A few days ago I was in Selma, Alabama. Or at least felt as if I had been.
A retired pastor friend and I went to see Selma, the movie about the marches Martin Luther King, Jr. led from Selma to Montgomery in March of 1965.
It was a powerful depiction of what led to the marches, demanding voting rights for all people, and especially black people in Alabama. The conscience of the nation had been stirred by the death of four young girls when their church was bombed, and the vicious earlier beatings of non-violent protesters.
David Oyelowo, the British actor who plays King, gives a strong performance. He depicts the growth of King’s vision, and the violent opposition from white racists. He shows his internal struggles with other civil rights leaders, and the worries of his wife about what all this was doing to their children. There are hints of his own fears and flaws.
None of that stopped him. Those fears and doubts he overcame. The march from Selma to Montgomery did take place. And a voting act was passed by Congress.
When we left the movie my pastor friend and I could hardly speak. He sighed, “I wish I had not been so blind back then.”
Later in 1965 I was in Montgomery for a Billy Graham crusade. Tens of thousands, black and white sat together, another pointer to reconciliation.
On the Sunday morning I was assigned to preach at a local church. After the service I was appalled to learn that a young African-American airman, soon to go to Viet Nam, came to that church that morning and was turned away. The ushers claimed he was coming not to worship but to protest, which was not true.
I made a public statement that I would never preach in a segregated church, found the name of the airman, and had a friend who was going to Viet Nam deliver a letter of apology to him.
The new law opened voting booths. Clearly they didn’t open all the church doors. But they had an effect. I have since been back to that church, and their policies have changed – late in the game, but now open to all people.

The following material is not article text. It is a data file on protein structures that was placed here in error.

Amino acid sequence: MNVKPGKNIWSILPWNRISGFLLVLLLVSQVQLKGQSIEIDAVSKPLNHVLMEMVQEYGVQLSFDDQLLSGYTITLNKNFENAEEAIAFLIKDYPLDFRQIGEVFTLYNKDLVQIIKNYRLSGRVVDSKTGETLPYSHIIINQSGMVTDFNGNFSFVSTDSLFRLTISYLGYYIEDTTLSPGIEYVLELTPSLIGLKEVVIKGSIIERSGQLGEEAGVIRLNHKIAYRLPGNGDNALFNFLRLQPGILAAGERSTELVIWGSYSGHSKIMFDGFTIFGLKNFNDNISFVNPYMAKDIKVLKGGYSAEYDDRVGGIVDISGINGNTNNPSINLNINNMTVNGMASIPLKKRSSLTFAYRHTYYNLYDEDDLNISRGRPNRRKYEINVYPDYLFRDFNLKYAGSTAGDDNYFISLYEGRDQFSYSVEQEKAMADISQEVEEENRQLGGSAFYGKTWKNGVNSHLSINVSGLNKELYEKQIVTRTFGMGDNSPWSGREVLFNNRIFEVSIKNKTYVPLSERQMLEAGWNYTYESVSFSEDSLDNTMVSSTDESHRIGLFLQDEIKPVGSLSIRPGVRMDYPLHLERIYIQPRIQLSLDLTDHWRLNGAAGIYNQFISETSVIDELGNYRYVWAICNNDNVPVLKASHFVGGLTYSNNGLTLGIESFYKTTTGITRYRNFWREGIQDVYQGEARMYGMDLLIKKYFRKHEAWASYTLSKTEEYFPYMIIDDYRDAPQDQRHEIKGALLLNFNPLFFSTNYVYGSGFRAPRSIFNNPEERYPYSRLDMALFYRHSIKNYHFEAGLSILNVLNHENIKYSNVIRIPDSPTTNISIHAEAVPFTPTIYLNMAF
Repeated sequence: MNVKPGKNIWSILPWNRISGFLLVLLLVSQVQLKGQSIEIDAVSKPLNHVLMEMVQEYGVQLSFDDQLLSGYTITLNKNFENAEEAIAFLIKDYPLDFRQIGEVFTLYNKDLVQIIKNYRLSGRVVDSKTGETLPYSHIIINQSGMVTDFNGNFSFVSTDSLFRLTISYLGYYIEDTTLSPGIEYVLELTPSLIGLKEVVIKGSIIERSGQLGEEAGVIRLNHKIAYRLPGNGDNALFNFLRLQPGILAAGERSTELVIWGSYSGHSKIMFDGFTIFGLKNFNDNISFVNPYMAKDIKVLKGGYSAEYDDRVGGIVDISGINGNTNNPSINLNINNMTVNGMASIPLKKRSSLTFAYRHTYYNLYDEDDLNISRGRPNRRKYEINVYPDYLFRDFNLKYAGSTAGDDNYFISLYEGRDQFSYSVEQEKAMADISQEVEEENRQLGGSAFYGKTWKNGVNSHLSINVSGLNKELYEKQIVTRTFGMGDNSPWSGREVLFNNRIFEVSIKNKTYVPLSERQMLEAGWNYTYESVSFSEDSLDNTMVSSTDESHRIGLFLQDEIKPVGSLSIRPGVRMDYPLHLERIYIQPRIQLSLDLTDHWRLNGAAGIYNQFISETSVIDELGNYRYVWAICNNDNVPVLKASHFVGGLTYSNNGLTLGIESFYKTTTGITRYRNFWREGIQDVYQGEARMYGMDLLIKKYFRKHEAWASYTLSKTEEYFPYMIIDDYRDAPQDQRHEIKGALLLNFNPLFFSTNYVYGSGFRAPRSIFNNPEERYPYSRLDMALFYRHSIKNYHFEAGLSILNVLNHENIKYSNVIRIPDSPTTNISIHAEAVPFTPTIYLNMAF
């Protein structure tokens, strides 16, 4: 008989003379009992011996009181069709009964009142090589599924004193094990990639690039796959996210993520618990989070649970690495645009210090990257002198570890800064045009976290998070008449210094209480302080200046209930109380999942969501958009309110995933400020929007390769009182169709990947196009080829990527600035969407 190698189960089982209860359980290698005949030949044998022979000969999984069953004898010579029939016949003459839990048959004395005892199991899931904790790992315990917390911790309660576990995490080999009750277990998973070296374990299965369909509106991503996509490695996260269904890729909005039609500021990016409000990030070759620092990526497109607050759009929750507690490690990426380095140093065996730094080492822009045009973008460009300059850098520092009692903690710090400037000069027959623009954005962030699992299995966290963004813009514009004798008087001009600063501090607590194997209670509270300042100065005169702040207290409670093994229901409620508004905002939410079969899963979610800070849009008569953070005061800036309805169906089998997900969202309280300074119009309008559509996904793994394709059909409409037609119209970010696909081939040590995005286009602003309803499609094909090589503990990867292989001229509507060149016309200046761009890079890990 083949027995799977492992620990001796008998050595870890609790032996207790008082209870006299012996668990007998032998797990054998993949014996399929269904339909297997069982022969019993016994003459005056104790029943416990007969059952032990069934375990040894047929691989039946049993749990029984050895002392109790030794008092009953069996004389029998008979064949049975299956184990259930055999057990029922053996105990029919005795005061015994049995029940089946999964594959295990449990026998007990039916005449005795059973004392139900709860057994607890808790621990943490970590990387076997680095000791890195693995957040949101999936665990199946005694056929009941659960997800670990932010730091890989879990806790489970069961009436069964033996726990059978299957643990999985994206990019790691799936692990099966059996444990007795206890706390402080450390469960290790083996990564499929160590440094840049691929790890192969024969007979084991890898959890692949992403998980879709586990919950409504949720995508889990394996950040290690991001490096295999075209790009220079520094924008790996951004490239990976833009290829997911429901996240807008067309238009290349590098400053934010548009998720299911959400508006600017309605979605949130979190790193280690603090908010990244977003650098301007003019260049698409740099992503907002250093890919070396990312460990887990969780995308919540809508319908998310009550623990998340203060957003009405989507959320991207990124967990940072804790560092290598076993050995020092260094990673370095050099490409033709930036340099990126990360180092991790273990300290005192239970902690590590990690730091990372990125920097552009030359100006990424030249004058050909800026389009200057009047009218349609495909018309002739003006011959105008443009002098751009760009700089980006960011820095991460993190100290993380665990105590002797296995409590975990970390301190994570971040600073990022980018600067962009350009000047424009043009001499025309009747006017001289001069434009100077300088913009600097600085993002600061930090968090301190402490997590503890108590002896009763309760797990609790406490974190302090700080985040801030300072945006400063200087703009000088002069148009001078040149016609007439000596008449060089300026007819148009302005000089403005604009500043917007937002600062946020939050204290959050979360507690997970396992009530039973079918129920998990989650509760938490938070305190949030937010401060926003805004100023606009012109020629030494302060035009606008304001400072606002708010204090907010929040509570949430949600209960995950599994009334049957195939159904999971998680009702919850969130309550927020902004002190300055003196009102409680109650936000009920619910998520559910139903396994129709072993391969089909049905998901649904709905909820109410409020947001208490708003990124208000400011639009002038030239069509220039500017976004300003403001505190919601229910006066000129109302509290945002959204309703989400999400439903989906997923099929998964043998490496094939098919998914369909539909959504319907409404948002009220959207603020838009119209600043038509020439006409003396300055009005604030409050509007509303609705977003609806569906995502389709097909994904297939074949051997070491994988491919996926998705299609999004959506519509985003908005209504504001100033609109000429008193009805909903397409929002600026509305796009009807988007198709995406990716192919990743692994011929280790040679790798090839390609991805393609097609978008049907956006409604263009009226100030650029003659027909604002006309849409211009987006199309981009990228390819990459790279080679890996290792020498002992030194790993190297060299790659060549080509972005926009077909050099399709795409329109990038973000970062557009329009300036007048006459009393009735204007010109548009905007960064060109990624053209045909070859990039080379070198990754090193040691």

What moved me about Selma was not only the film, but how it started for David Oyelowo – as a whisper. When he first read the script he felt God tell him that he was going to play this role. “That may sound odd to people who aren’t people of faith,” he says, “but I knew that deeply in my spirit. It kept me going.”
Several years ago, David felt led to call Lee Daniels, the director of the film The Butler, who at the time was scheduled to direct Selma. The day before Daniels was to attend an Academy Awards ceremony, David offered to pray for hm. “I need that,” said Daniels, and later told a friend, “I have found my Dr. King.”
David Oyelowo also found a calling, beyond the movie. One of the byproducts of the film is an initiative called “Hand in Hand.” Black and white churches watch the film together then talk about reconciliation.
Why these thoughts on Valentine’s Day? Because the day is named for St. Valentinus, a Roman priest executed in 269 because of his stand for Christian marriage, which was forbidden by the emperor. His final note, it is said, was to a young blind woman, signed “From your Valentine,” – the forgotten inspiration behind our romantic notes.
It reminds me that God did not send a card to tell us he loves us. He sent his Son to die for us, and to inspire us to love as he loved.
Toward the end of Selma a government official pleads with King not to march in the open, to ride in a closed car. King pauses, then says “Today is not about what I want. It is about what God wants.”
Many of us may wish we had been at Selma fifty years ago. But there are many Selmas in our world, many roads to Montgomery, many reconciliations, in many areas of our lives, that still need to happen. I wonder what God wants from us today, beyond the flowers and candy for those we love?
Which roads, I wonder, is God asking you and me to walk?
February 14, 2015